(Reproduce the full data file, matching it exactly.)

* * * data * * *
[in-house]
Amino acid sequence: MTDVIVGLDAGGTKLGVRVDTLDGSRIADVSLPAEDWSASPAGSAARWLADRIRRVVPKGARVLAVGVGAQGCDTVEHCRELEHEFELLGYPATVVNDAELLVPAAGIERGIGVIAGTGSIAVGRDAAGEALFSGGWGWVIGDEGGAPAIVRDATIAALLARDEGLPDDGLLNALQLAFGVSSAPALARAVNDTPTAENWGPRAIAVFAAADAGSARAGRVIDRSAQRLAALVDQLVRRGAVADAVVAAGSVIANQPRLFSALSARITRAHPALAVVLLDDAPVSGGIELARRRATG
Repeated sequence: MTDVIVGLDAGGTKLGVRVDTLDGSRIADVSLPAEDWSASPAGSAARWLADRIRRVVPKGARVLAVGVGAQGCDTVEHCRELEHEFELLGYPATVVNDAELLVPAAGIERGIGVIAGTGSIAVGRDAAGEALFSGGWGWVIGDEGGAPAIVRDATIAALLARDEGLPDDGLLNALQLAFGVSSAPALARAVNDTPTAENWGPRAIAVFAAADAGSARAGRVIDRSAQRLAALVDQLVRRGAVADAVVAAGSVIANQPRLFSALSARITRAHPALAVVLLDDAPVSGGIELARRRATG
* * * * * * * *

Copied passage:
[in-house]
Amino acid sequence: MTDVIVGLDAGGTKLGVRVDTLDGSRIADVSLPAEDWSASPAGSAARWLADRIRRVVPKGARVLAVGVGAQGCDTVEHCRELEHEFELLGYPATVVNDAELLVPAAGIERGIGVIAGTGSIAVGRDAAGEALFSGGWGWVIGDEGGAPAIVRDATIAALLARDEGLPDDGLLNALQLAFGVSSAPALARAVNDTPTAENWGPRAIAVFAAADAGSARAGRVIDRSAQRLAALVDQLVRRGAVADAVVAAGSVIANQPRLFSALSARITRAHPALAVVLLDDAPVSGGIELARRRATG
Repeated sequence: MTDVIVGLDAGGTKLGVRVDTLDGSRIADVSLPAEDWSASPAGSAARWLADRIRRVVPKGARVLAVGVGAQGCDTVEHCRELEHEFELLGYPATVVNDAELLVPAAGIERGIGVIAGTGSIAVGRDAAGEALFSGGWGWVIGDEGGAPAIVRDATIAALLARDEGLPDDGLLNALQLAFGVSSAPALARAVNDTPTAENWGPRAIAVFAAADAGSARAGRVIDRSAQRLAALVDQLVRRGAVADAVVAAGSVIANQPRLFSALSARITRAHPALAVVLLDDAPVSGGIELARRRATG